The Union takes the position that there was not just cause to discipline, much less discharge, the grievant on May 23rd. Three allegations were made. First, the grievant is alleged to have accomplished few tasks on that night, and was cited for poor work performance. Second, the grievant is charged with failing to lock the doors at the front of the building. Finally, the grievant is accused of not reporting his replacement's unfit condition. None of these allegations are supported on the record.

The claim of poor work performance is, the Union claims, based upon a comparison of the grievant's time log for the 22nd and that of Angie Matsche who replaced him. These logs do not include work such as answering the phone, and do not account for the fact that the grievant had been held over for five hours. Since he was supposed to be splitting a shift with R*****g, it was reasonable for him to leave some of the work for her to perform during her shift. The quality of the grievant's work on May 22nd was consistent with his usual output, and with his "above average" evaluations for work performance.

Turning to the claim of failing to lock the doors, the Union acknowledges that the doors were open after R*****g came on duty. The grievant recalled asking a maintenance man to lock the doors, and afterwards having to open the door for several persons that evening. The Union speculates that that R*****g may have unlocked the door so that she could have access to her car. Even if the grievant left the doors unlocked, however, the grievant's supervisor testified that such an offense standing alone would never had resulted in termination. Thus even if the arbitrator believes that the grievant is guilty of this minor transgression, he must find that it is not just cause for discharge.

The primary reason for the discharge is the allegation that the grievant allowed R*****g to take over the desk knowing that she was drunk. There is no proof of this. R*****g was an unusual personality, even when sober. A certain amount of strangeness in her conduct would not be unexpected. As a regular abuser of intoxicants, R*****g may well have been skilled at concealing her condition. While she may have been more obviously impaired somewhat later, it is also possible that she used additional drugs or alcohol after reporting for work. The Union notes that the grievant had no training in spotting or dealing with alcohol and drug use, and that even Mary Warner and Mary Bahr, two licensed health professionals, were not sure that R*****g was drunk after having contact with her.

The only evidence that tends to support the Employer's claim that the R*****g's condition could not have escaped the grievant's attention was Heidi Greeninger's testimony to that effect. Yet Greeninger was the supervisor on duty, and ignored Warner's concerns about R*****g for nearly two hours. Her conjecture that the grievant must have known R*****g was drunk at 10:30 p.m. is a self-serving attempt to shift blame for her own inaction until 12:30.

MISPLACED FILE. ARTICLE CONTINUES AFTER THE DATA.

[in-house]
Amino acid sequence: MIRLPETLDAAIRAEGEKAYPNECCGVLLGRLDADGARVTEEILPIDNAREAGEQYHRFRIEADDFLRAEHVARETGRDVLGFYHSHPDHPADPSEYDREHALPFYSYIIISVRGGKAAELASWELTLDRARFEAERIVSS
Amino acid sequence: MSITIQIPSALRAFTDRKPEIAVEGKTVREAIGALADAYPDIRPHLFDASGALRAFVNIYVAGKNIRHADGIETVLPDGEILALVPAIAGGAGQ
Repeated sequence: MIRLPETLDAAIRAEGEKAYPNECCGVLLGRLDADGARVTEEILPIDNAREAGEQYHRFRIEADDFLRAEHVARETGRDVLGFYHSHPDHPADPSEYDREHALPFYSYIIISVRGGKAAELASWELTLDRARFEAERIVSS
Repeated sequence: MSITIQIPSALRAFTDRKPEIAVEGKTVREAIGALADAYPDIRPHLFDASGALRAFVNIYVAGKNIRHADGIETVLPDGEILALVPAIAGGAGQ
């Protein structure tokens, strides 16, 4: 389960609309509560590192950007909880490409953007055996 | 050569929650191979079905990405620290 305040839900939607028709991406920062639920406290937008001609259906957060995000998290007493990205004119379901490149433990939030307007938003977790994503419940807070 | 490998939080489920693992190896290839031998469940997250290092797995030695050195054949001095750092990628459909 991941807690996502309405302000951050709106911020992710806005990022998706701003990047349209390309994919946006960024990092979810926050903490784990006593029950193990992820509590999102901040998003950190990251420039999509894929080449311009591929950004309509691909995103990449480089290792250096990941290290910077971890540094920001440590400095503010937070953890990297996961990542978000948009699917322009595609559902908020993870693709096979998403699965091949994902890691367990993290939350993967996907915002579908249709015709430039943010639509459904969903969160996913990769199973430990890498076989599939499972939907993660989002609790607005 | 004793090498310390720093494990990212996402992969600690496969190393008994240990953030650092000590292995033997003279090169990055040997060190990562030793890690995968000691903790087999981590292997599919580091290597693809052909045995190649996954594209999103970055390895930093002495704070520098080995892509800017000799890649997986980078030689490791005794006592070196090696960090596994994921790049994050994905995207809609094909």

For all of the foregoing reasons, the Union argues that the Employer has failed to meet its burden of proof and that the grievant should be reinstated.

The Employer's Reply Brief

The Employer argues that its burden is to show, by a preponderance of the evidence, that a reasonably prudent person in the grievant's position would have known or discovered that R*****g was impaired. Each of the other employees who had contact with her immediately noticed her impairment. Only the grievant claims she was able to conceal her condition, and his credibility is questionable. He has an obvious motive to lie, since it his job which is at stake, has been previously disciplined for dishonesty and has changed his story at least once regarding locking the doors.

The Union's Reply Brief

The Union argues that the Employer, having given the grievant no training in detecting substance abuse, is engaging in "Monday morning quarterbacking" by attempting to discipline him for failing to detect R*****g's intoxication. Bahr, Werner and Matsche were not certain that R*****g was intoxicated, and the Employer cannot therefore show that the grievant should have known of her condition. Moreover, almost two hours elapsed between the time the grievant left and another employee actually saw R*****g. During that time she could well have ingested additional alcohol or drugs, which would have made her intoxication more obvious. On the record evidence, there is no basis for concluding that the grievant should have known R*****g was unfit for duty when she relieved him. As for the other charges, the County did not bother to argue the work performance issue in its brief, and is using the failure to lock the doors as a throw-in charge to give the arbitrator a basis for sustaining the discipline.